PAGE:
“In a strange way,” wrote David Harsanyi in the National Review, “the lack of coverage has perpetuated the story, because suppressing it — the New York Post’s Twitter account is still frozen — allows the imagination to run wild.”
“The power of media gatekeepers (like this newspaper) to shape political coverage is still significant,” Ross Douthat conceded in the New York Times, “and just because some charge or scoop circulates in the right-wing ecosystem doesn’t mean that it has any impact beyond the realm of people who are already voting for Donald Trump.”
So where do we go from here? Accept defeat and conclude that objective journalism is dead?
Not necessarily, says Ben Shapiro. We can still hope — but we need to take a pragmatic view of the environment. “I believe there is room for people to strive for objective journalism. But more and more journalists understand that openly pleasing a rooting interest while mimicking objectivity is a sweet spot for them. The media created this environment, and now they’re reveling in it. There are no journalistic ethics anymore. There is only the narrative.”
Liel Leibovitz likewise sees that there are people trying, but they are alone. “There are still a few decent publications struggling against the torrent of nonsense that passes for journalism these days — some of it partisan, all of it idiotic — but they are the exception to a very sad rule. For the most part, American journalists are now members of a class of mutually credentialing mediocrities who have no curiosity about or commitment to anyone beyond their small circle of friends and colleagues, and unless you happen to belong to this small and mirthless gaggle, there’s no reason anymore to take any of them or their work seriously.”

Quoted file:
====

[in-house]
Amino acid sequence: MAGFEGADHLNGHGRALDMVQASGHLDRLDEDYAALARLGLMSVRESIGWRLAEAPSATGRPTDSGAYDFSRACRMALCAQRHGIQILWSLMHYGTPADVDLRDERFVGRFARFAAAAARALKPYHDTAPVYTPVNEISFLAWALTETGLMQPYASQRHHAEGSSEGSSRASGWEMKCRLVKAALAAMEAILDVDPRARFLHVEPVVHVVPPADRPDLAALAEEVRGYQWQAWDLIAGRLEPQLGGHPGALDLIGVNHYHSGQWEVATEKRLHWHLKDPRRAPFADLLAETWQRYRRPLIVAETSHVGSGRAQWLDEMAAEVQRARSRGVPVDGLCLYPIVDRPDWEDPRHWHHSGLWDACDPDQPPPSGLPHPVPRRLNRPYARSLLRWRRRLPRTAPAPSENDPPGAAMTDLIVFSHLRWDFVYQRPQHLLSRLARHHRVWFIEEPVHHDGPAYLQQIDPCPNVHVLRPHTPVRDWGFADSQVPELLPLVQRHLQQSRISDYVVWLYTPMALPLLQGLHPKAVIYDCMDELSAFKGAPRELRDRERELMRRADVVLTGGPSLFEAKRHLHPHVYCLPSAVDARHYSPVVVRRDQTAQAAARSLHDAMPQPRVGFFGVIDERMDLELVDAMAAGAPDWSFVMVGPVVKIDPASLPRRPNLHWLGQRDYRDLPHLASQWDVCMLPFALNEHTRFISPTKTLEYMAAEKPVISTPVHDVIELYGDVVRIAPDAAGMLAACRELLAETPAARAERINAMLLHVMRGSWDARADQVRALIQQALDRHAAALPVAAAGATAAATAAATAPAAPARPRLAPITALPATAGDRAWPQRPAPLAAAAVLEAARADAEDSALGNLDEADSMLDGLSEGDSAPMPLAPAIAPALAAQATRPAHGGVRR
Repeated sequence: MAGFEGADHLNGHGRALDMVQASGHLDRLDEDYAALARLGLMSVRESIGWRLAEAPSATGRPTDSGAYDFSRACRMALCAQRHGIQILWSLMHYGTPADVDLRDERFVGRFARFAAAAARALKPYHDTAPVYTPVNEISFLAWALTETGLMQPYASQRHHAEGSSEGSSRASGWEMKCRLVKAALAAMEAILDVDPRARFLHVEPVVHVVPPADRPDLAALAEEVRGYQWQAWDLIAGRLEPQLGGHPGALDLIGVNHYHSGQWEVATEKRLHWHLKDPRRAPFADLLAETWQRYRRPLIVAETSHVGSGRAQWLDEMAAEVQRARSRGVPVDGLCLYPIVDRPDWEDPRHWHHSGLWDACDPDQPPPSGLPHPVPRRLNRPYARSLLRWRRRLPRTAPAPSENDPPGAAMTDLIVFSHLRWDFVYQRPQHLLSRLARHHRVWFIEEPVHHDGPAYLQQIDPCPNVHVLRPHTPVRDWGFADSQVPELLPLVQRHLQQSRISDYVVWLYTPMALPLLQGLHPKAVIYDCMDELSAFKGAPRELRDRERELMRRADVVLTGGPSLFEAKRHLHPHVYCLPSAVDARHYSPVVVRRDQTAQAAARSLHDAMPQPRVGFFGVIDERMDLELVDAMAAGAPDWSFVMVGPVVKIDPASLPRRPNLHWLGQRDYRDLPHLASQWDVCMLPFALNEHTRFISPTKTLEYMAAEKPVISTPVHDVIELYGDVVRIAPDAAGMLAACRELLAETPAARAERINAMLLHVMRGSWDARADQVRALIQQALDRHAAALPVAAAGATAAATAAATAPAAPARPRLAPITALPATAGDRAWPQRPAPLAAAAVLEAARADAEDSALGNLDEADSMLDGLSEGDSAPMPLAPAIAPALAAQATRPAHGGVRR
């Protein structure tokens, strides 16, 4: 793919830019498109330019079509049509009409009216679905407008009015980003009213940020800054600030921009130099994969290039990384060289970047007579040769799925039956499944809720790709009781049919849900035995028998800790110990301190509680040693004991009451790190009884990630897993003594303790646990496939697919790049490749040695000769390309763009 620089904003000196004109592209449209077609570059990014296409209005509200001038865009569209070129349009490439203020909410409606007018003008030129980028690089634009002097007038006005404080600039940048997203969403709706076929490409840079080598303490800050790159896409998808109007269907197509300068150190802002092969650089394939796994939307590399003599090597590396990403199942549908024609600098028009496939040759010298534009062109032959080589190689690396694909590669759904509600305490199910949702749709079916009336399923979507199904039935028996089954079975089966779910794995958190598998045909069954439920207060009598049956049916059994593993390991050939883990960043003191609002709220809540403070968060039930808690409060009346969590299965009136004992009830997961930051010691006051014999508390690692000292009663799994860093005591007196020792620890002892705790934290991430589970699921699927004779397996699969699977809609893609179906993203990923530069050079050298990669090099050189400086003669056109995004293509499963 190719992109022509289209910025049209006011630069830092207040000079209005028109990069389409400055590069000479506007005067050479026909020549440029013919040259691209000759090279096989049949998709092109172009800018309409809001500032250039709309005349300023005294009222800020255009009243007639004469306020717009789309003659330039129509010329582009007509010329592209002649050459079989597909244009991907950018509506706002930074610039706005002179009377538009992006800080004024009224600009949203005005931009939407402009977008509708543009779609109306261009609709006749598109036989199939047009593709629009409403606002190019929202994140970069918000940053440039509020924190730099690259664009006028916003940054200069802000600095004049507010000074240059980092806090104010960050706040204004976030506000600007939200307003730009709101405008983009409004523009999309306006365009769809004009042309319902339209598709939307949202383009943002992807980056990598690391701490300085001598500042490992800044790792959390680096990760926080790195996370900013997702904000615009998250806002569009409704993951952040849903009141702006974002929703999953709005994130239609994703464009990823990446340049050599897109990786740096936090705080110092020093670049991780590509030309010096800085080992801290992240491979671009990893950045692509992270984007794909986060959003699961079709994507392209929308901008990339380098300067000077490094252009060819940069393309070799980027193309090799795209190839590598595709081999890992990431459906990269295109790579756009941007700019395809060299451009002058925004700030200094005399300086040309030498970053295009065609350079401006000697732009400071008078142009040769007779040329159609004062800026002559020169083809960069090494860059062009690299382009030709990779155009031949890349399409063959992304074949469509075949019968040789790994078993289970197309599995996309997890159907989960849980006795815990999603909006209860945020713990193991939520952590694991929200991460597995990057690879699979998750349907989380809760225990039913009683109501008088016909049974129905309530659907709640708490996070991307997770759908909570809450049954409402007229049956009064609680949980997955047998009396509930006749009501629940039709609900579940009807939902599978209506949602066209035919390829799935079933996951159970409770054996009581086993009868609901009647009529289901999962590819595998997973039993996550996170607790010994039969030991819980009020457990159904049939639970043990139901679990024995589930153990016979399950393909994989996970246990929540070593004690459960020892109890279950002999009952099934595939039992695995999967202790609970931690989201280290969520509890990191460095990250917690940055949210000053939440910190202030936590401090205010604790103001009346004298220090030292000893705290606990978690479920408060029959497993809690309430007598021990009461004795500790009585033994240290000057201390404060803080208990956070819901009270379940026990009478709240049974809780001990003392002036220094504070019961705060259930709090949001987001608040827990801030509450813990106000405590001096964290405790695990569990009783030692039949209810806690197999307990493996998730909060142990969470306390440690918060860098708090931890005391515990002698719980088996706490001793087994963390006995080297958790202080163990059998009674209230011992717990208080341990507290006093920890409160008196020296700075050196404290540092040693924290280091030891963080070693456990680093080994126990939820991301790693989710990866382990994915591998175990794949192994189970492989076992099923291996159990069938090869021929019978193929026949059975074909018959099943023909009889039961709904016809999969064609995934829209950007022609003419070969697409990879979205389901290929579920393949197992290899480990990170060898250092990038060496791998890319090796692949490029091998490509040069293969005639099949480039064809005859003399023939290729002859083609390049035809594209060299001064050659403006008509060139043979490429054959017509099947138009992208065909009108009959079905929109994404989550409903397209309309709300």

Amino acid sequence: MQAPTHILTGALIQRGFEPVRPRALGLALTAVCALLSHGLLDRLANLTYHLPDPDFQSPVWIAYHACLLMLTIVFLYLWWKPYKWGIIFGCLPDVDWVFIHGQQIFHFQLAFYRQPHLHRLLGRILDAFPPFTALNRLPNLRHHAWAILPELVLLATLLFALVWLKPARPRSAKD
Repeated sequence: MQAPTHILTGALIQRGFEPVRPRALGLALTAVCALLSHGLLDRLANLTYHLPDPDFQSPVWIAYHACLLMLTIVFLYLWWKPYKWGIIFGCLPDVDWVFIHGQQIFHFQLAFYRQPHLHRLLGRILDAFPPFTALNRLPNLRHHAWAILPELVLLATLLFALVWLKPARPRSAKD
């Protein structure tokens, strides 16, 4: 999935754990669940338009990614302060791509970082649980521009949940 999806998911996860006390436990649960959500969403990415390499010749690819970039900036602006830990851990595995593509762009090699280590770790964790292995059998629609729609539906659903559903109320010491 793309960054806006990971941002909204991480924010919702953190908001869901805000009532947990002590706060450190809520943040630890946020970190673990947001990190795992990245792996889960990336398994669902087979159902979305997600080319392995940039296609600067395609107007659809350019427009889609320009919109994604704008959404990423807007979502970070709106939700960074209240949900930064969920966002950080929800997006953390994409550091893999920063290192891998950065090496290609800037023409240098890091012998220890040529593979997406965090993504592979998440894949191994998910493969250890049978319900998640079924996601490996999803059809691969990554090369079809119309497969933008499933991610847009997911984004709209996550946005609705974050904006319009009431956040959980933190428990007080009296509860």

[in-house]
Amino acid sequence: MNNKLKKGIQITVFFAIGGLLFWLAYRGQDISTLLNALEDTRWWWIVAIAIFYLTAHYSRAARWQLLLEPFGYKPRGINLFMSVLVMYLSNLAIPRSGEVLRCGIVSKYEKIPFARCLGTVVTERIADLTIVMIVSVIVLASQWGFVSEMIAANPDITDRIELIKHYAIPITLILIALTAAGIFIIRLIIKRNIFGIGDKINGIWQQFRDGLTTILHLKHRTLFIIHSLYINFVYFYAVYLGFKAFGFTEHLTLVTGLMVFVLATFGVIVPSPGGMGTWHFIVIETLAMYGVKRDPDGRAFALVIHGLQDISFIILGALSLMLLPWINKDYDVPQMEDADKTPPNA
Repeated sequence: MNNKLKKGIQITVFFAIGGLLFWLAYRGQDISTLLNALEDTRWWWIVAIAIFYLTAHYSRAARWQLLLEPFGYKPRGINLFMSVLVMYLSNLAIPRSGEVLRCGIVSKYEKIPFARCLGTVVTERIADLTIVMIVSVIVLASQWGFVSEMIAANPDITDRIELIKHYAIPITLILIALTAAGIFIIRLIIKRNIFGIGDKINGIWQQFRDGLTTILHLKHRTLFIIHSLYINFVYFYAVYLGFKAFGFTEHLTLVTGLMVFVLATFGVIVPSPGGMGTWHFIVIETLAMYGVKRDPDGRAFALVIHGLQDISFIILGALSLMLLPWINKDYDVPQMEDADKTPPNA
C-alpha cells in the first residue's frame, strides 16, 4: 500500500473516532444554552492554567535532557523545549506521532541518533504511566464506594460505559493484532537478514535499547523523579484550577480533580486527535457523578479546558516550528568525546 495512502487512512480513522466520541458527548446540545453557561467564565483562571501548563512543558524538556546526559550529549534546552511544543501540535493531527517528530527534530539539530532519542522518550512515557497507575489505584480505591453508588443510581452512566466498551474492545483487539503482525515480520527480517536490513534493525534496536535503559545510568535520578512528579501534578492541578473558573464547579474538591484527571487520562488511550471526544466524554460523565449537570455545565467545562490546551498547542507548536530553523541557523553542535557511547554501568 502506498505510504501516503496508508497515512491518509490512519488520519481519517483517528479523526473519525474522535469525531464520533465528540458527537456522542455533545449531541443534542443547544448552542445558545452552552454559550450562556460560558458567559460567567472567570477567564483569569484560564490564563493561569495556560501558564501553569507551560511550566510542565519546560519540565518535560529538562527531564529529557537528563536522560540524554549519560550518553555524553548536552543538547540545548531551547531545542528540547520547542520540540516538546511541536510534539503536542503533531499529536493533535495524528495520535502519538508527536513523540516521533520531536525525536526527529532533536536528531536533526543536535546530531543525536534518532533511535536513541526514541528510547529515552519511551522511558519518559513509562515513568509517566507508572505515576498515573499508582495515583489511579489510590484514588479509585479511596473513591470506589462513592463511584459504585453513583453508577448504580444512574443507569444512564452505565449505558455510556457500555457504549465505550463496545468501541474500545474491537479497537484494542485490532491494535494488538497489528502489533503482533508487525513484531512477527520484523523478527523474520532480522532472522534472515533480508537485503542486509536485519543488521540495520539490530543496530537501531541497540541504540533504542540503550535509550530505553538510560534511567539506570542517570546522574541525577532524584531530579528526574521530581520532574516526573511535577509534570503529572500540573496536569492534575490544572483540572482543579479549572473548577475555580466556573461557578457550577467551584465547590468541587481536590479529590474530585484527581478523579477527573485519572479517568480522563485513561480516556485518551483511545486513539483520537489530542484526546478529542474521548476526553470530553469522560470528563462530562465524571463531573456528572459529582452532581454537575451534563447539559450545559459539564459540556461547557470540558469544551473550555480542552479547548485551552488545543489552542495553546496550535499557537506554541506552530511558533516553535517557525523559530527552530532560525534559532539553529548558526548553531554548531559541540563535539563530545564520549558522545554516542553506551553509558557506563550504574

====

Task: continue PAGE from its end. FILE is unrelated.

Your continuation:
Last week, a stain appeared even on one of the “decent” ones.
Glenn Greenwald wrote on the Substack website of his resignation from The Intercept, the online publication he’d co-founded, explaining why he had to move on from a zone that was meant to be a place for “fearless, adversarial journalism that holds the powerful accountable.”
“The final, precipitating cause,” he wrote, “is that The Intercept’s editors, in violation of my contractual right of editorial freedom, censored an article I wrote this week, refusing to publish it unless I remove all sections critical of Democratic presidential candidate Joe Biden, the candidate vehemently supported by all New-York–based Intercept editors involved in this effort at suppression.
“The censored article, based on recently revealed emails and witness testimony, raised critical questions about Biden’s conduct. Not content to simply prevent publication of this article at the media outlet I co-founded, these Intercept editors also demanded that I refrain from exercising a separate contractual right to publish this article with any other publication.”
Leibovitz’s and Shapiro’s grim assessments of the future and Greenwald’s courageous decision all answer the question, but to me, the most damning statement came from one of the most prominent journalists in America, an author of best-selling political books and a national pundit.
His answer was short, just two sentences.
“These are very good questions,” he said, reading the charges of media bias, and then he said, “but I can’t answer.”
He couldn’t. The price of truth is too high. The price of calling out bias is too high, too pricey for someone who doesn’t want to give up their spot in the club.
So choose your team, America, and settle in for four more years of hearing whatever it is you already believe.
(Originally featured in Mishpacha, Issue 834)